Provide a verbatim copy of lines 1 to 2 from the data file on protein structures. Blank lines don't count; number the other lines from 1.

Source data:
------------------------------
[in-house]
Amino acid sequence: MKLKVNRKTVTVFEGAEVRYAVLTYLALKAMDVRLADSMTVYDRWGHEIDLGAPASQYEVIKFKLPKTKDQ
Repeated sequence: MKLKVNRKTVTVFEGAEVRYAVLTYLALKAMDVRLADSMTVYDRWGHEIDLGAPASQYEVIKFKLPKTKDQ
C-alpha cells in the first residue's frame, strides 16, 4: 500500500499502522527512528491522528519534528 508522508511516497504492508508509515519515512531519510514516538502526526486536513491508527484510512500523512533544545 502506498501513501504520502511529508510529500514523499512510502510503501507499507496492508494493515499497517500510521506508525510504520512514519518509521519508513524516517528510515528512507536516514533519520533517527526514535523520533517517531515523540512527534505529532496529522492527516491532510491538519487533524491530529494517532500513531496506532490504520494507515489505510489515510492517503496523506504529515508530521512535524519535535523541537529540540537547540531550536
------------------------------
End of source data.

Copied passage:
[in-house]
Amino acid sequence: MKLKVNRKTVTVFEGAEVRYAVLTYLALKAMDVRLADSMTVYDRWGHEIDLGAPASQYEVIKFKLPKTKDQ